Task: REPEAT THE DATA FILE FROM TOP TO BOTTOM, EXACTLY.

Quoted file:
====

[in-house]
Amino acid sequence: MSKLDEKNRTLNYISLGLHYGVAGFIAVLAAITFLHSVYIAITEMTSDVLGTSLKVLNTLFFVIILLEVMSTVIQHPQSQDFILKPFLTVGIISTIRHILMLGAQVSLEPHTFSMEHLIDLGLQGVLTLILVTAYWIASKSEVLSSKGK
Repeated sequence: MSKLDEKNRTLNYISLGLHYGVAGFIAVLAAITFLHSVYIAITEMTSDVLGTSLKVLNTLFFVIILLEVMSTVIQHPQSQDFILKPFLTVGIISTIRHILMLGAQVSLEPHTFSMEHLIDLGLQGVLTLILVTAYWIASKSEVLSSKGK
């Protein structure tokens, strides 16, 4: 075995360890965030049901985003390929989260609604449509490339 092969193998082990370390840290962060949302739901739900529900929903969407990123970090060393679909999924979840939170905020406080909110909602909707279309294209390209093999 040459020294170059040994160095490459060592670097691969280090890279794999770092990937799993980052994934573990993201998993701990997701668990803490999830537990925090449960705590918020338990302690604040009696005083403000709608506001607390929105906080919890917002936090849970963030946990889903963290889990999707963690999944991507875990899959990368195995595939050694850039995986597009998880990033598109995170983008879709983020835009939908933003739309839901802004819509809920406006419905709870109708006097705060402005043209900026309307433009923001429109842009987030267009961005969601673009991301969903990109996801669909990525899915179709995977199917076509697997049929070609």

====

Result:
[in-house]
Amino acid sequence: MSKLDEKNRTLNYISLGLHYGVAGFIAVLAAITFLHSVYIAITEMTSDVLGTSLKVLNTLFFVIILLEVMSTVIQHPQSQDFILKPFLTVGIISTIRHILMLGAQVSLEPHTFSMEHLIDLGLQGVLTLILVTAYWIASKSEVLSSKGK
Repeated sequence: MSKLDEKNRTLNYISLGLHYGVAGFIAVLAAITFLHSVYIAITEMTSDVLGTSLKVLNTLFFVIILLEVMSTVIQHPQSQDFILKPFLTVGIISTIRHILMLGAQVSLEPHTFSMEHLIDLGLQGVLTLILVTAYWIASKSEVLSSKGK
């Protein structure tokens, strides 16, 4: 075995360890965030049901985003390929989260609604449509490339 092969193998082990370390840290962060949302739901739900529900929903969407990123970090060393679909999924979840939170905020406080909110909602909707279309294209390209093999 040459020294170059040994160095490459060592670097691969280090890279794999770092990937799993980052994934573990993201998993701990997701668990803490999830537990925090449960705590918020338990302690604040009696005083403000709608506001607390929105906080919890917002936090849970963030946990889903963290889990999707963690999944991507875990899959990368195995595939050694850039995986597009998880990033598109995170983008879709983020835009939908933003739309839901802004819509809920406006419905709870109708006097705060402005043209900026309307433009923001429109842009987030267009961005969601673009991301969903990109996801669909990525899915179709995977199917076509697997049929070609």